Types of cancer in children and teenagers

What is cancer?

Cancer is a disease of the cells in the body. When cancer develops, the cells change and grow in an abnormal way. These cancer cells can affect how tissues and organs work properly in the body. A group of cells can form a tumour anywhere in the body. The tumour can be either benign or malignant.

Benign tumours are not cancer and do not spread, whereas malignant tumours are cancer and can spread to other parts of the body. Cancer in children develops in different parts of their body to adults. But similar treatments can be used in both adults and children

How common is it?

Cancer in children is very rare. It is much less common than cancer in adults.

Types of children's cancer

There are many different types of cancer in children. The most common ones are discussed below. About one-third of all children´s cancers are leukaemias. The most common solid tumours are brain tumours. If your child has a rare type of cancer, talk to the doctors and nurses about it, as they can give you more information.

 

Leukaemia

  • Leukaemia is cancer of the white blood cells. White blood cells are made in your bone marrow and fight infection.
     
  • The symptoms of leukaemia include feeling tired, being pale, unusual bleeding and repeated infections.
     
  • A blood test and a bone marrow biopsy are needed to diagnose leukaemia.
     
  • There are four main types of leukaemia.

Brain tumour

  • Your brain and spinal cord form the central nervous system (CNS), which controls all the functions in your body. Cancer can grow in many parts of the brain.
     
  • The tumours can press down on the brain and cause damage. The symptoms of a brain tumour depend on where the tumour is located.
     
  • The symptoms can include headaches, feeling sick or vomiting, seizures (fits), drowsiness and irritability.
     
  • A range of tests is needed to diagnose a brain tumour. These include a CT scan, MRI scan, blood tests and biopsy. Other tests may also be needed.
     
  • For more information on brain tumours in children, please see our Helping Hand booklet.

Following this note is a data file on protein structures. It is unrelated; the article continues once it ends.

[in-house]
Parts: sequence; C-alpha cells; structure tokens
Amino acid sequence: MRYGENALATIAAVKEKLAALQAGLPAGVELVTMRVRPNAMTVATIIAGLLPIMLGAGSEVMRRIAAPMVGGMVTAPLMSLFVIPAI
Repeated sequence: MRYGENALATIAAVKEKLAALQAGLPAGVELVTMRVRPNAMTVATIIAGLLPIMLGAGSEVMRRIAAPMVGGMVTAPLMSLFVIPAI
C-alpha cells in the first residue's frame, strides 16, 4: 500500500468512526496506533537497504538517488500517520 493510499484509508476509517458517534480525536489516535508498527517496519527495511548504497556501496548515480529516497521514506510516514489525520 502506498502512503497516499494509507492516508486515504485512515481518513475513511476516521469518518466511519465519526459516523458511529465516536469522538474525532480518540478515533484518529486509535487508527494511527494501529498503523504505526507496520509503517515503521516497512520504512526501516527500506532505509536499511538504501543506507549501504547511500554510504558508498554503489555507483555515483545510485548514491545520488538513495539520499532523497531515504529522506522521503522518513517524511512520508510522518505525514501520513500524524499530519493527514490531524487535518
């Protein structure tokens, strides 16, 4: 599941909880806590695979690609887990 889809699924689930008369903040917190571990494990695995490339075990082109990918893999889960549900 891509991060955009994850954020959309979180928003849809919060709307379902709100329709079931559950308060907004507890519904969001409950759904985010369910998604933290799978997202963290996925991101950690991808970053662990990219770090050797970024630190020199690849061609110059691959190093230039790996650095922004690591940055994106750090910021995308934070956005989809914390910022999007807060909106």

Sarcoma

  • Sarcoma is cancer of the supporting structures of the body. This includes muscle and bone.
     
  • There are two main types of sarcoma: soft tissue sarcoma and bone sarcoma.
     
  • The symptoms of sarcoma depend on where the tumour is located. You may notice that your child has a lump, swelling or painful area.
     
  • A range of different X-rays and biopsies may be needed to diagnose a sarcoma.

Germ cell tumour

  • Germ cell tumours are cancers that develop in the cells that make eggs or sperm.
     
  • Most germ cell tumours occur in the testicles or the ovaries but may appear in another part of your body as well.
     
  • The symptoms usually include a lump.
     
  • Different scans, X-rays and blood tests may be needed to diagnose it.

Lymphoma

  • Lymphoma is cancer of the lymphatic system. The lymphatic system is part of your immune system.
     
  • There are two main types of lymphoma: Hodgkin and non–Hodgkin lymphoma.
     
  • The symptoms include a painless lump or swelling, night sweats and weight loss.
     
  • A biopsy is usually needed to diagnose it.

Liver cancer

  • The liver has many roles: it helps the blood to clot, forms cholesterol, maintains the body´s fluid balance, breaks down carbohydrates and fats, and get rids of harmful substances from your body.
     
  • The symptoms of liver cancer include a lump or swelling in the tummy, weight loss, feeling sick (nausea) and vomiting.
     
  • An ultrasound scan, MRI scan and blood tests may be needed to diagnose it.

Neuroblastoma

  • Neuroblastoma is cancer of special nerve cells called neural crest cells. These cells are part of your nervous system.
     
  • Neuroblastoma can occur anywhere in the body.
     
  • The symptoms include loss of appetite, tiredness and pain in the bones. Other symptoms depend on where the tumour is found.
     
  • Tests such as blood tests, urine tests and some specialised scans may be needed to diagnose it.

Retinoblastoma

  • Retinoblastoma is a rare tumour of the eye.
     
  • In some cases retinoblastoma can be due to an inherited gene.
     
  • The symptoms include a painful red eye, a squint, or the affected eye may appear white in a photograph.
     
  • A diagnosis is usually made by examining the eye. Your child may need other tests like blood tests, a lumber puncture, MRI and ultrasound scans.

Wilms' tumour

  • Wilms' tumour is a type of kidney cancer.
     
  • The symptoms include a swelling of the tummy, blood in the urine and weight loss.
     
  • Urine and blood tests are needed to diagnose it. An ultrasound scan and MRI scan may be needed to find out the extent of the cancer (staging).

Call our Cancer Nurseline

Freephone 1800 200 700 to talk to a specialist cancer nurse
It's open Monday-Thursday from 9am to 6pm and Friday from 9am to 5pm

Date Last Reviewed: 
Tuesday, August 25, 2015
Date Last Revised: 
Tuesday, August 25, 2015